AG Coakley Obtains Multiple Settlements Resolving Allegations of Housing Discrimination
Under Massachusetts law, it is illegal to discriminate against housing applicants because they receive public housing assistance or to refuse to rent or steer families away from rental properties because they have young children whose presence triggers an owner's duty to eliminate lead hazards that pose serious health risks. The cases are the result of referrals made by the Massachusetts Commission Against Discrimination (MCAD) to the Attorney General's Office.
"The need for rental or transitional housing assistance is particularly great for families facing job losses and relocation," AG Coakley said. "Landlords and real estate professionals in Massachusetts must understand that it is illegal to refuse to rent to persons receiving housing assistance or individuals with young children. Massachusetts is facing critical housing needs and compliance with the law is an important obligation as all residents must be treated fairly."
A Watertown real estate company and one of its employees resolved allegations that they unfairly discriminated against a prospective tenant and her family by refusing to show them available apartments because of their lead status. This settlement was reached in partnership with Fair Housing Center of Greater Boston, who conducted testing to confirm the allegations. Under the terms of the Assurance of Discontinuance, filed in Suffolk Superior Court, Centre Realty Group will pay $10,000 to the prospective tenant, $1,500 to the Lawyers Committee for Civil Rights, and $1,000 to the Commonwealth. The Assurance of Discontinuance further requires Centre Realty Group and its employees to abide by federal and state fair housing and anti-discrimination laws, receive fair housing training, and notify the Civil Rights Division of any housing discrimination complaints for the next two years.
This matter was referred to the Attorney General's Office from the MCAD in January 2011.
According to the complaint and consent judgment filed in Western Division Housing Court, Mary Anna Cosentini was the owner of a four-unit residential apartment building in West Springfield. The complaint alleged that she refused to rent to a prospective tenant and her family because the woman participates in the Section 8 housing subsidy program administered through a local agency. The consent judgment provides a broad range of relief and preventative measures to ensure future compliance with state and federal fair housing laws and requires Cosentini to pay $7,000 to the prospective tenant.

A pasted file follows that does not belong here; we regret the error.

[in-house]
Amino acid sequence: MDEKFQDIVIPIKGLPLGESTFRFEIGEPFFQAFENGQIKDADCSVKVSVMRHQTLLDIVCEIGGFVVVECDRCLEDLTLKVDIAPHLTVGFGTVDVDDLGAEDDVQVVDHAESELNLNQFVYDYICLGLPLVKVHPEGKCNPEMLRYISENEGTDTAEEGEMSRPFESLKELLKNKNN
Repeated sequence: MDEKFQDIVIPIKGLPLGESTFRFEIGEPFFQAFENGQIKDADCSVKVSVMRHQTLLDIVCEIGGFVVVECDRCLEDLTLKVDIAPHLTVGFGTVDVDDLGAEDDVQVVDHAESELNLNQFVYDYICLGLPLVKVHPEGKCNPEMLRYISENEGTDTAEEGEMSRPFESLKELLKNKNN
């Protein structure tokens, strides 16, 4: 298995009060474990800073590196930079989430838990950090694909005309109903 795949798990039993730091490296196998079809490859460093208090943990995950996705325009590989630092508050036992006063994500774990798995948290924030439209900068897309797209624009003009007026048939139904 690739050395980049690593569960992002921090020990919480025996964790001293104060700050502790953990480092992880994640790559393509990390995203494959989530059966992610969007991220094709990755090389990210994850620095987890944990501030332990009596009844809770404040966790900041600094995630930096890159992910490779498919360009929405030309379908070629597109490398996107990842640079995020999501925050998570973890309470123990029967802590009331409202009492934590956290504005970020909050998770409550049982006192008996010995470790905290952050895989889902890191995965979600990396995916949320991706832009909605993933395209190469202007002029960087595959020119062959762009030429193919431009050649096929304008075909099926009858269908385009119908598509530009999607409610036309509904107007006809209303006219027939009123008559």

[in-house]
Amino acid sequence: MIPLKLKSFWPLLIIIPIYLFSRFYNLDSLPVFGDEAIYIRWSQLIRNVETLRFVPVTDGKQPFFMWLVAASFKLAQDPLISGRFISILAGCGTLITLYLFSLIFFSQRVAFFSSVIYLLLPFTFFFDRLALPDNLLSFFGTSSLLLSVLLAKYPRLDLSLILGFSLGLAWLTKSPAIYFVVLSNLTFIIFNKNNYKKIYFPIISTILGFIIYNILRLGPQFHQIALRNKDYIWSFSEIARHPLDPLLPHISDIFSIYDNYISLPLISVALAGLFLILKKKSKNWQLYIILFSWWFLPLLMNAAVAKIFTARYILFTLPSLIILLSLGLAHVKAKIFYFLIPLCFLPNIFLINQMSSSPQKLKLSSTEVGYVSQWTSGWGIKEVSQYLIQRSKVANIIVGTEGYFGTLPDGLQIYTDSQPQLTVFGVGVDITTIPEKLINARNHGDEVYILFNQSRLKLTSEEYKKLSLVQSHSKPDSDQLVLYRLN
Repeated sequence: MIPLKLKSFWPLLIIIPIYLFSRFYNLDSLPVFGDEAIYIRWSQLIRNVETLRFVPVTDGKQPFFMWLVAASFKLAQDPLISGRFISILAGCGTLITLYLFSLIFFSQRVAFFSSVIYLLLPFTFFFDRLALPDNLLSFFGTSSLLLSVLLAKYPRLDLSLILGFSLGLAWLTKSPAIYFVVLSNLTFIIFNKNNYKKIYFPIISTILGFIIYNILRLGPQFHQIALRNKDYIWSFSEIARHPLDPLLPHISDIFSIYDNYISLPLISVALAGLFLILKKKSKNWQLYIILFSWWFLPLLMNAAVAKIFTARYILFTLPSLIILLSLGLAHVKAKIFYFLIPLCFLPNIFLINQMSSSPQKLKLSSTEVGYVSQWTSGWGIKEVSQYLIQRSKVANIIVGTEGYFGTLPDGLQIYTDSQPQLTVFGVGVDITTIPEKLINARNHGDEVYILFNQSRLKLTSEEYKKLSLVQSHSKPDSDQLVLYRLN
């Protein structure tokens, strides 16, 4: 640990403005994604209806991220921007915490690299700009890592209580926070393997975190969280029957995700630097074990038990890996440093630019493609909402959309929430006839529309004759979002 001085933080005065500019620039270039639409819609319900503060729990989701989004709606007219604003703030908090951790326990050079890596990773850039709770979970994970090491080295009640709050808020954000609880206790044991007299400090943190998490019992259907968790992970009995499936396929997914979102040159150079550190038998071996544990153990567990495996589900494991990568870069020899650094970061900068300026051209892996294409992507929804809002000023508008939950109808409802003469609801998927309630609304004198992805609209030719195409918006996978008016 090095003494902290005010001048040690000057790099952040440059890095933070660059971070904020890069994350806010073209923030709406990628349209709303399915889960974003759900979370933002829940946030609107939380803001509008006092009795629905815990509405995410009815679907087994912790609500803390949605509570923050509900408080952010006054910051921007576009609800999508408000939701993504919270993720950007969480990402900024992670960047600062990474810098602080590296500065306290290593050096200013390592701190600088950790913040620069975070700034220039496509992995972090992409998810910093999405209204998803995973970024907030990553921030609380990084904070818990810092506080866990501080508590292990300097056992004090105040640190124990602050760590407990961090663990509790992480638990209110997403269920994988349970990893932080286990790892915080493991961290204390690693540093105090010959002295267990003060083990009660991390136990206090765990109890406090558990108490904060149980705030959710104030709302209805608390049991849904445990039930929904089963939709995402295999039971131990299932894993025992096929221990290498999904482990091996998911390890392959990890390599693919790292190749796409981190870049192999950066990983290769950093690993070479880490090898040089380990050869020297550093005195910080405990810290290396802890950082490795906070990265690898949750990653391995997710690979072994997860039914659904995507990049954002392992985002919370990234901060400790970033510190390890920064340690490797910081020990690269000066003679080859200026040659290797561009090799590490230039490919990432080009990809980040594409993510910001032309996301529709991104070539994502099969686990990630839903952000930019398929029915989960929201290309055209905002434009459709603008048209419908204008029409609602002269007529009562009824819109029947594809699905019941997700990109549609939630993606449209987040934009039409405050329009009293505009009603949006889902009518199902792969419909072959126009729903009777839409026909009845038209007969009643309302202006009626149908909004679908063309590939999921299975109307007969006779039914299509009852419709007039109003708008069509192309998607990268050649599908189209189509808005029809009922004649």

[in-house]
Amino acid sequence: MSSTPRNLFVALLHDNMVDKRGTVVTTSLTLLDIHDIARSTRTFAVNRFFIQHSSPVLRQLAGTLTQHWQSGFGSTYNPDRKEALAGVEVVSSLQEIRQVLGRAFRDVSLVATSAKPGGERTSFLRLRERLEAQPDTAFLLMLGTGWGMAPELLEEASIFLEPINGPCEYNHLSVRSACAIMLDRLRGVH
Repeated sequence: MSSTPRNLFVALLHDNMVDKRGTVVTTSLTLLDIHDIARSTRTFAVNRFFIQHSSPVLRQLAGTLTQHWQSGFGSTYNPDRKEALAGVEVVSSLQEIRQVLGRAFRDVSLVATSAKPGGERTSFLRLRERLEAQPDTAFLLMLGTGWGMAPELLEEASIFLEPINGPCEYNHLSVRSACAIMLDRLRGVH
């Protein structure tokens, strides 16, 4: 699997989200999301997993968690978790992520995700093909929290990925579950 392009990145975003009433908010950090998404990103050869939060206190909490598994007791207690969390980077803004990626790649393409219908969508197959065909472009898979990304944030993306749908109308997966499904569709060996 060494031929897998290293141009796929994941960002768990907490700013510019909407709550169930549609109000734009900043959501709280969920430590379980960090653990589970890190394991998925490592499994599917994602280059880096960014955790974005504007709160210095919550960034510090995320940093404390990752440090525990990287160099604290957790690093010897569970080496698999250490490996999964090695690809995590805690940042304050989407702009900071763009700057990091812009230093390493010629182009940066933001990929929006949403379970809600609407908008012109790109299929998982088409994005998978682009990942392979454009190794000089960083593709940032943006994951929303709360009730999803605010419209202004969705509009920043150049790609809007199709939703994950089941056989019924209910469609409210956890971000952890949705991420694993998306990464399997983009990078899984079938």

According to the complaint, in September 2007, the prospective tenant met with Cosentini after responding to an advertisement for a three-bedroom apartment in West Springfield. The complaint further alleges that during that meeting, the prospective tenant informed Cosentini that she held a Section 8 housing voucher, at which point the defendant responded that she had concerns regarding the agency that provided the housing subsidy. The complaint further alleged that Cosentini told the prospective tenant over the phone that that she would prefer not to work with "another agency." The complaint alleged that Cosentini refused to negotiate with the prospective tenant and refused to rent to her.
This matter was referred to the Attorney General's Office from the MCAD in February 2010.
As an advocate for victim and consumer rights, Attorney General Coakley's office works to ensure that the civil rights and liberties of visitors and residents of the Commonwealth are preserved and protected. Under federal and state fair housing laws, it is illegal to discriminate against an individual or a family seeking housing because of a person's race, color, religion, sex, familial status (e.g. children or marital status), national origin, or handicap/disability. These laws also prohibit discrimination in advertising, public housing, and actions taken by realtors, landlords, mortgage lenders and brokers.
These matters were handled by Assistant Attorneys General Maura Healey, Joanna Lydgate, and Gabrielle Viator of AG Coakley's Civil Rights Division.